Indeed, ‘The Universal Want’ is a continuation of Goodwin and co.’s unique recipe for lushly-produced, skyscraper alt-rock. There is evolution in the pop-oriented ‘Broken Eyes’ and ‘Cathedrals of the Mind’’s fragmented melancholy, but this is still unequivocally Doves. The chest-thumping acoustic punch of ‘Prisoners’ even carries hallmarks of 2000 debut ‘Lost Souls’. It’s as if the band have gone full circle, taking in moments of their past while (hopefully) outlining their next steps.
Doves: “Thank you for the Doves love! 2020 has been a bittersweet year. The album’s success and warm reception after 11 years away has been truly humbling and gratifying on the one hand and then there’s the bigger picture of a world in crisis. To say we’re living in tumultuous times is a massive understatement! Shout out to anyone struggling right now. Keep on keeping on and remember better days lie straight ahead. Music heals.”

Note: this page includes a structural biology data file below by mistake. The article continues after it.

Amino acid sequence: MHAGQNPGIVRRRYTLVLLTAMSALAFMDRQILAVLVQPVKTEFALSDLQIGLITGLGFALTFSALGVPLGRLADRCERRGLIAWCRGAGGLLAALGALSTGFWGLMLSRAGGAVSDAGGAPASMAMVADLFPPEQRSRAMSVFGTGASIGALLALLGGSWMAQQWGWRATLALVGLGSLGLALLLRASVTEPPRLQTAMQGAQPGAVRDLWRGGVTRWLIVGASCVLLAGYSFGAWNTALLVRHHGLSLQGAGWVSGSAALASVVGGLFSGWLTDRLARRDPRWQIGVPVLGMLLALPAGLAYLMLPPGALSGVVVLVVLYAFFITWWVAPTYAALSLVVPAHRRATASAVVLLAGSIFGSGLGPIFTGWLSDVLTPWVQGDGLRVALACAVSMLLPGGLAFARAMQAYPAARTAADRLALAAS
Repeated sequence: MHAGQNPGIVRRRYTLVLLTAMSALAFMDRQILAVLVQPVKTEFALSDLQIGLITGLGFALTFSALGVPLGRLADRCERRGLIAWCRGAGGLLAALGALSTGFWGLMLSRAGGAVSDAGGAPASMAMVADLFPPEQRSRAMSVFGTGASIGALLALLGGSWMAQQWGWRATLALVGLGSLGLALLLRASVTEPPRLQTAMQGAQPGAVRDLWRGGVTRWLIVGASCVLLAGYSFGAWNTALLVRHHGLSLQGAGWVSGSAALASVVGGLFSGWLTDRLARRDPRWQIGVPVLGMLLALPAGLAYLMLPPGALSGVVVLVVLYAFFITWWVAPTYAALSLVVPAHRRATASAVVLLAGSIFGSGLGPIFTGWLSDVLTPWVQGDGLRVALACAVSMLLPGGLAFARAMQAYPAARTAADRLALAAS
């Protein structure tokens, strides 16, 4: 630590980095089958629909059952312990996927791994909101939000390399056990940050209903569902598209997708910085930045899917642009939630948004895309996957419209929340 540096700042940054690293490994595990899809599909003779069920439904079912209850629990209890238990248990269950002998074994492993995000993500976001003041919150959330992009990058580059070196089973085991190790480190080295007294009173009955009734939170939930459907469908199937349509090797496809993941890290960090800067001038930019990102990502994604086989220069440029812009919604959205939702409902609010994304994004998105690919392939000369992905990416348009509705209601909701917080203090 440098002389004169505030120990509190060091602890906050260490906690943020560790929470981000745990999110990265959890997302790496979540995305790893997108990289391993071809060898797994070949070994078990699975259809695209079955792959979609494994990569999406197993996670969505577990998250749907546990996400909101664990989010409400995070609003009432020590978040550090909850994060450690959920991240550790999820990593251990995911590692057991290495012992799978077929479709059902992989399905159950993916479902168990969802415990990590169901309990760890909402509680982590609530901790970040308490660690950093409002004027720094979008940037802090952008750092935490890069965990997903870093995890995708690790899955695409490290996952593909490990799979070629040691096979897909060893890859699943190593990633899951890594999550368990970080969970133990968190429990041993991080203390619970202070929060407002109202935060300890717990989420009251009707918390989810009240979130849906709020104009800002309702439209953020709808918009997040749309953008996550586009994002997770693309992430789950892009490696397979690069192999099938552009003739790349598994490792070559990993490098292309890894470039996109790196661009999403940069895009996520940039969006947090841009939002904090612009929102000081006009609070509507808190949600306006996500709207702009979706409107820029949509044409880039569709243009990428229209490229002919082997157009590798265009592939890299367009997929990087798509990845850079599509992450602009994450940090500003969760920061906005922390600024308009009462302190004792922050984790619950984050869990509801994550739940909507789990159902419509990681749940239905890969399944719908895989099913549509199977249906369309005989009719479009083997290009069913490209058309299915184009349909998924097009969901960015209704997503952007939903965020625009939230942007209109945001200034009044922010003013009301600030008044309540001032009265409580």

Shaun Keaveny: "It’s certainly one of my favourite albums of the year. First album in 11 years - a massive hiatus for any band to come back from. But they did it with great aplomb. It’s just beautiful, it crystallises all the things that are greatest about this band. They’re such brilliant musicians, the layers and the texture of the arrangements. It’s a pretty beguiling mix actually, and the more you listen to it, the more it reveals itself. It’s all underpinned with the voice of Jimi Goodwin, of course, plaintive and soulful. And I think maybe 2020 is a great place for this album to land, because after all that time away it does sort of remind us of simpler and better times."
8. Run the Jewels - 'RTJ4'
“We don't mean no harm,” Killer Mike announces on Run the Jewels’ fourth album's opening track 'yankee and the brave (ep. 4)', before adding: “But we truly mean all the disrespect”. It succinctly sums up what’s so vital about the hip-hop duo. They’re urgent and take no prisoners in their verses. Many will feel that the sharply penned social commentary, which laces their unrelenting bars, couldn’t feel more timely or necessary.
“The last one we did felt like a little bit of fire, a lot of water, and a whole lot of dark skies,” Killer Mike’s brother-in-rhyme El-P told Rolling Stone earlier this year, speaking of their 2016 album, ‘RTJ3’. For its follow-up ‘RTJ4’, however, “it was going to be all fire.” The pair said they wanted to dig a little “deeper” with their latest release.